Evolution – Biology 4250                                 Hardy-Weinberg Problems

SHOW ALL YOUR WORK ! ! ! Round answers to the nearest two significant digits past the
decimal point.  Unless otherwise specified, assume populations are in a fictitious H-W equilibrium.

1. In a population with 2 alleles for a particular locus (D and d), the frequency of the D allele is 0.91.

a) What is the frequency of the d allele?

b) What is the frequency of homozygous dominant individuals in the population?

c) What is the frequency of homozygous recessive individuals in the population?

d) What is the frequency of heterozygotes in the population?

2. The fraggles are a population of mythical, mouselike creatures that live in underground tunnels and
chambers beneath a large vegetable garden that supplies their food. They can reproduce VERY quickly!
Of the 154 fraggles currently in this population, 93 have green fur and 61 have gray fur. Green fur is
controlled by a dominant allele F and gray fur by a recessive allele f.

a) What is the frequency of the gray allele f?

b) What is the frequency of the green allele F?

c) How many fraggles are heterozygous (Ff)?

d) How many fraggles are homozygous recessive (ff)?

e) How many fraggles are homozygous dominant (FF)?

3. One summer, a dust storm blankets the usually green garden of the fraggles in gray for a short period
of time. Under these conditions, the green fraggles become very visible to the Gorgs, monstrous beasts
who tend the gardens and try to kill the fraggles to protect their crops. The gray fraggles, however,
blend into the dusty background and find that they can easily steal radishes from the garden. How
might this event affect microevolution in this population of fraggles, at least temporarily? Remember,
the fraggles can reproduce very quickly!




4. In a population that is in Hardy-Weinberg equilibrium, 16% of the individuals exhibit the recessive
trait (ss).

a) What is the frequency of the dominant allele (S) in the population?

b) What percent of the population possesses the dominant allele (S)?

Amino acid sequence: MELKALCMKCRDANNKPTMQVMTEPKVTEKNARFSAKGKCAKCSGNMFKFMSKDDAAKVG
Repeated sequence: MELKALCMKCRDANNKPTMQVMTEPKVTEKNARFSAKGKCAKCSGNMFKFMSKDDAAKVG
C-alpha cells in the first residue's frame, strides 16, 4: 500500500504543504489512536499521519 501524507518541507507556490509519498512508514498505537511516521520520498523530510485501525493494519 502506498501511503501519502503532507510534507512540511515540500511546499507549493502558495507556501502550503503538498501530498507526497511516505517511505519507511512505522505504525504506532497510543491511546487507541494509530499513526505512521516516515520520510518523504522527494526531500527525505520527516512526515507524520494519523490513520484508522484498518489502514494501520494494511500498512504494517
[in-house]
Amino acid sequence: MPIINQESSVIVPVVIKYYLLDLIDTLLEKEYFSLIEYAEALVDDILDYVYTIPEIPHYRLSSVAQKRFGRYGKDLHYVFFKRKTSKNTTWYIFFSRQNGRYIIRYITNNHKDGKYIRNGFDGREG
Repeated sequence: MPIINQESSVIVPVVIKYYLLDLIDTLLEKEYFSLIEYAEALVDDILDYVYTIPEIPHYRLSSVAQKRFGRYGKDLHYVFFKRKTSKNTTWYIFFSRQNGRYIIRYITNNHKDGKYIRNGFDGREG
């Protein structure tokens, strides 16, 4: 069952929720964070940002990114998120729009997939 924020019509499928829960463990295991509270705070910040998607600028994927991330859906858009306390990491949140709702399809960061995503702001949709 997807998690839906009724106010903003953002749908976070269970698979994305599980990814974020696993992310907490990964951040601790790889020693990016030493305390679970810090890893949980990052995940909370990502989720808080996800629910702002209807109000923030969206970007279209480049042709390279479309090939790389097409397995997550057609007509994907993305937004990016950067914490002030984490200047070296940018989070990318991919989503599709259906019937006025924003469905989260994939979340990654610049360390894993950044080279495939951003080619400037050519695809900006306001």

5. The frequency of children homozygous for a recessive lethal allele is about 1/25,000. What proportion
of the population are carriers of the lethal allele?

6. Coat color in sheep is determined by a single gene. Allele B, for white wool, is dominant over allele b,
for black wool. We have followed a population of sheep for two years. Below are the statistics we have
                                            Year 1         Year 2

White sheep                             489             682

Black sheep                              128            176

Total number of individuals        617            858

a) Determine the frequency of both alleles (B & b) in year 1.

b) Determine the frequency of both alleles (B & b) in year 2.

c) Is this population in Hardy-Weinberg equilibrium? Why or Why not?

d) If the allelic frequencies for a particular gene in a population remain constant from year to year,
what does this mean about the evolution of wool color in this population of sheep?

7. The formation of methylmercaptan from ingested asparagus is a recessive trait. To find out if
you are a methylmercaptan forming individual, simply eat a serving of asparagus and wait
approximately 20 minutes before urinating. You will be able to detect a very distinctive odor if you
have inherited the ability to form methylmercaptan. What percent of the population would be
homozygous recessive for this trait if it is known that 30% are homozygous dominant?

8. In a particular species of flower, C1 codes for red flowers, C2 codes for white, with the heterozygous
individuals being pink.

a. If the frequency of pink individuals in the population was .5163, would you be able to estimate the
 frequencies of the individual alleles in the population? Why or why not?

b. If the frequency of red individuals in the population was .737, what would the estimated frequency of
pink and white individuals be in this same population?

c. There is a pollinator introduced into the population of flowers that prefers to visit white flowers
8 to 1 compared to red flowers, and visits red and pink flowers equally. Starting from the frequencies
in b. (above), and assuming all pollinated flowers participate equally in generating the next generation,
what would the frequencies of the C1 and C2 alleles be in the next generation?

9. Suppose the number of red, pink and white individuals in another population of flowers was 398, 789,
and 444 respectively. Could this population be said to be in H-W equilibrium? SHOW YOUR WORK!